The Fraud of the Renewables “Boom”: the Case of Germany
On June 20, German authorities proudly announced that installed solar power at the end of March had increased by 21% compared to March 2022. Nominal power went from 58,500 to 70,180 MW.
But nominal power, of course, is not the actual power produced. The latter depends on whether and for how long the sun shines. The fact of the matter is that the more Germany depends on solar panels during the day, the more it burns fossil fuels during the night.
Italian Professor Franco Battaglia from Modena University exposed the fraud of German renewables in an article for the daily La Verità of June 22, entitled “Germany Imposes Green Dictates but Uses More Gas and Coal than Ever”. Over the last three years, he writes, “fossil input to electricity production increased from 44% in 2020 to 51% in 2022. Why, despite the nominal increase in ‘renewables’ capacity, financed with billions of euros of taxpayers’ money?”
Taking the week of April 20-26, 2022 as a reference (representative of annual average, being in spring), data show that power demand oscillates between a minimum of 40 and a peak of 65 GW. Two peaks occur: one at noon and another (55 GW) at about 7 p.m. On the supply side, photovoltaic production has a peak at noon as well, but plunges to zero by the 7 p.m. demand of 55 GW. Wind power helps, Battaglia adds, but never produces more than 30 GW, i.e., half of the demand. And sometimes, it doesn’t blow at all. For instance, between April 23 and April 24, joint solar and wind production was “practically zero,” whereas the demand was between 40 and 55 GW.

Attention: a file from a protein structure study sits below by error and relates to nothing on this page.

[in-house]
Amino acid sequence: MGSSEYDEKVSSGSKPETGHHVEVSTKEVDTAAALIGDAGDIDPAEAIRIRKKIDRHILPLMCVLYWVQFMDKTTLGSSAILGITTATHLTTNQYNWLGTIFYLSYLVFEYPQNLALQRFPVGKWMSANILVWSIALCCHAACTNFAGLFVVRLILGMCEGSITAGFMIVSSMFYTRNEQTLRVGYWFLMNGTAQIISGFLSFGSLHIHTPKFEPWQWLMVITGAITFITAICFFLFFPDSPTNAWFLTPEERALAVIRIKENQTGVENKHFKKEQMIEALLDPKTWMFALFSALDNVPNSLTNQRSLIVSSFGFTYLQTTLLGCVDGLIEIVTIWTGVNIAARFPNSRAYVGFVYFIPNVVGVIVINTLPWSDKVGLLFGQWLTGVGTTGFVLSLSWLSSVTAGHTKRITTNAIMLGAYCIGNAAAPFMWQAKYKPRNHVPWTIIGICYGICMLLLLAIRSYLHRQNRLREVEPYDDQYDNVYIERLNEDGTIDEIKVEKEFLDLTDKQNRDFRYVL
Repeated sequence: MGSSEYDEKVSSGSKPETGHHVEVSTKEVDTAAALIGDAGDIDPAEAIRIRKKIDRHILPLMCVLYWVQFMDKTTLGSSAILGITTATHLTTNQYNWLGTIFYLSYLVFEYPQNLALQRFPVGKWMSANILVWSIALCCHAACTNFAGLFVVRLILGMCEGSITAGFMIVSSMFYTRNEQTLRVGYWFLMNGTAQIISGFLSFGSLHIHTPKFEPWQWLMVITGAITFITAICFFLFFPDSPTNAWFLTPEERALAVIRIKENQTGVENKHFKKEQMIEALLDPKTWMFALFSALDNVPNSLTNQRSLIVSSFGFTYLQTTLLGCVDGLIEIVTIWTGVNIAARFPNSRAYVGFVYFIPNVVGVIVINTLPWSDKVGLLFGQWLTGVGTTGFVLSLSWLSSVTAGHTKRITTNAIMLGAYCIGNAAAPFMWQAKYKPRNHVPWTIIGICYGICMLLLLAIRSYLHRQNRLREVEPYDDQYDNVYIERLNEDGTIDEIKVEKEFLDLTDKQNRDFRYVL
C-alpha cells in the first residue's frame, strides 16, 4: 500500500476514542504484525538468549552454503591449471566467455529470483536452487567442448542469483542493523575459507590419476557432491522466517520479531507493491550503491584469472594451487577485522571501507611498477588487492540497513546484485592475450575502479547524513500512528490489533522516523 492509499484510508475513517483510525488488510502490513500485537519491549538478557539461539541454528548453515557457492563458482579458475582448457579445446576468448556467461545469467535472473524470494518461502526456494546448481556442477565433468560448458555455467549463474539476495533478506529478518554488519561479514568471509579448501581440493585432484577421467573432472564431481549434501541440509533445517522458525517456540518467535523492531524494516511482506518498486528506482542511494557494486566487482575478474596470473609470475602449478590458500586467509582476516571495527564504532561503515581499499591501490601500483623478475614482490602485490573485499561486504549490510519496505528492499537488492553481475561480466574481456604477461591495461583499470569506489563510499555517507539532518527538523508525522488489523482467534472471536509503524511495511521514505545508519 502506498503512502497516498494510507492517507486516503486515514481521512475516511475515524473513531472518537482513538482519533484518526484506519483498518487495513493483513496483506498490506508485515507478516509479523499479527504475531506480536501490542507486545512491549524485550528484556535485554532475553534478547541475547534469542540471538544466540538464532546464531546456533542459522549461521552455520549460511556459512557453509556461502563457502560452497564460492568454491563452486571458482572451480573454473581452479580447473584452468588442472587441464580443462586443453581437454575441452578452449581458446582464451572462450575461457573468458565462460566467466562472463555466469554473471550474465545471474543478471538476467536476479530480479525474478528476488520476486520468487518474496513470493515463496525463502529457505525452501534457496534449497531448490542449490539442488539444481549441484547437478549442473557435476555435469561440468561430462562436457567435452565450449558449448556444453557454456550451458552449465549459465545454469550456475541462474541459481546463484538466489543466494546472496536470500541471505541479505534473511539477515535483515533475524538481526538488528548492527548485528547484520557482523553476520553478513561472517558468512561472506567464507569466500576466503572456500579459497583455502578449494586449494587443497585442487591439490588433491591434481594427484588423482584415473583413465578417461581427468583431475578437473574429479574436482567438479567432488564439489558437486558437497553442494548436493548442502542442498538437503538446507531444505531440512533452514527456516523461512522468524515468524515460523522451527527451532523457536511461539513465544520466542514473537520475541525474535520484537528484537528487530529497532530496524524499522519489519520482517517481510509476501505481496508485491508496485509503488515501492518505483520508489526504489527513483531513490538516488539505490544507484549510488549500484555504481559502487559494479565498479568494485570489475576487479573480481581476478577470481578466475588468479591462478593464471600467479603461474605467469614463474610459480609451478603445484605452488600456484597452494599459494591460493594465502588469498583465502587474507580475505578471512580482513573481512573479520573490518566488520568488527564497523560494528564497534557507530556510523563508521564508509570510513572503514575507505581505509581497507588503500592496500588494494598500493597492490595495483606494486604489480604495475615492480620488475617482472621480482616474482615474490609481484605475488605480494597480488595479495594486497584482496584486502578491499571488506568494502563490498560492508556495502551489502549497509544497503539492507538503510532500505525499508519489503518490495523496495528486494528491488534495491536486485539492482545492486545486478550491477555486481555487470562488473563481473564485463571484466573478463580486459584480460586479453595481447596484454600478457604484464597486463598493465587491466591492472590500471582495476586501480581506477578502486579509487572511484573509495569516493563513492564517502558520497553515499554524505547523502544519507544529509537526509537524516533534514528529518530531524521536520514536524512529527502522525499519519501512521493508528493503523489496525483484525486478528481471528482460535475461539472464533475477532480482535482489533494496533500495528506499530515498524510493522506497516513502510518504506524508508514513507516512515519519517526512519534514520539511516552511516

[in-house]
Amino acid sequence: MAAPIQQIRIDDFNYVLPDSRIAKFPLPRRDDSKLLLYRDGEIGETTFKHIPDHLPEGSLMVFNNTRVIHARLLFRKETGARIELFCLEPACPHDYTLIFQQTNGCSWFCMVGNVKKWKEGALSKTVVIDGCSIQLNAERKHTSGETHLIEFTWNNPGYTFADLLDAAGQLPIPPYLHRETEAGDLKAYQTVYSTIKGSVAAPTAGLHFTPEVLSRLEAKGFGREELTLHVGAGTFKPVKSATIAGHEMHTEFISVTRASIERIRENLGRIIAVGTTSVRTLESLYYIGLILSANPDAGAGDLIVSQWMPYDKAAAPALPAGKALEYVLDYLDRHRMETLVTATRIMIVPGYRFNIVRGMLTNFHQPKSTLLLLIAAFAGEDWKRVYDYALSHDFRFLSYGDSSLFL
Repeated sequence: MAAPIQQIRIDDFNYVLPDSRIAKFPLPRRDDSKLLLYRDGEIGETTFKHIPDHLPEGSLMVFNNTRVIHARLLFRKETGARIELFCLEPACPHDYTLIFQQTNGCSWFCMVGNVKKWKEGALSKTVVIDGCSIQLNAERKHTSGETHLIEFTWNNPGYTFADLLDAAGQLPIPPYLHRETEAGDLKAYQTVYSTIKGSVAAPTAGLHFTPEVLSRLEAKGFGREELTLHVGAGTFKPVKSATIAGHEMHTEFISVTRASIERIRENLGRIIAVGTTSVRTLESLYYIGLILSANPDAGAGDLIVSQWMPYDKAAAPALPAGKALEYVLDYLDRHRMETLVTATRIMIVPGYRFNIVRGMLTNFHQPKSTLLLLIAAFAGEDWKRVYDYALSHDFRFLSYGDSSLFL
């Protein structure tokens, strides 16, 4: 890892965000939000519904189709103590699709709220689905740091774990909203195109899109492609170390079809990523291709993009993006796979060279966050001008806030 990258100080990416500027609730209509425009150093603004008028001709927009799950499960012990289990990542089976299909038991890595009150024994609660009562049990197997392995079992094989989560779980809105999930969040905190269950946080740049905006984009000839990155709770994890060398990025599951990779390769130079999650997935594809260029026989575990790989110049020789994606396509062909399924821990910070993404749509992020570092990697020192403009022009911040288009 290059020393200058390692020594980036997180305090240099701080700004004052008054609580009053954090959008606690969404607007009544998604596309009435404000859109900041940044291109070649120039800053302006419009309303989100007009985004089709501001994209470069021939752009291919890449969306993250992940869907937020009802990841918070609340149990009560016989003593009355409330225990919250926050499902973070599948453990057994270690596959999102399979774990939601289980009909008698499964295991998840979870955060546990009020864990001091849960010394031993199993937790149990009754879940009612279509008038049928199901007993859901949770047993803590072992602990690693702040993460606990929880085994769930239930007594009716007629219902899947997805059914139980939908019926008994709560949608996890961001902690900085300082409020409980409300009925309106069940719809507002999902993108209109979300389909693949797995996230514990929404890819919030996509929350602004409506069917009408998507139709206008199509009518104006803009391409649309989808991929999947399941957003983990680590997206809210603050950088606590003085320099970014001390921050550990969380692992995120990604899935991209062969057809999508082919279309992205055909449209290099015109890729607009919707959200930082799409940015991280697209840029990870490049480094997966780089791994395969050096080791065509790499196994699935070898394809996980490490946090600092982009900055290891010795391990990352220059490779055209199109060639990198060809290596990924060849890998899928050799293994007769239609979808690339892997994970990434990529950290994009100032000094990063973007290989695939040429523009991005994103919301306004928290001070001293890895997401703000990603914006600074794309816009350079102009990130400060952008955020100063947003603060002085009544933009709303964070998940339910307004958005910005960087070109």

And this was a spring day. “If we take a winter day at random, say Dec. 15… electricity produced by solar panels was more or less zero almost the entire day, except a few hours around 1 p.m., when production peaked at 7 GW”, out of 66 GW of installed power.
“All this means one and only one thing — apparently, hard to penetrate the small heads of the Greens in power in Germany: They can install all the photovoltaic power they want, but they cannot shut down one single coal or gas plant. So they should stop pestering the entire world. Let us acknowledge it once and for all: no energy transition, shaped as they tell us, will ever be possible.”
The other side of the coin, to be taken into account, is that energy-intensive industries in Germany had a decrease of production of 12.9% in April, year-on-year.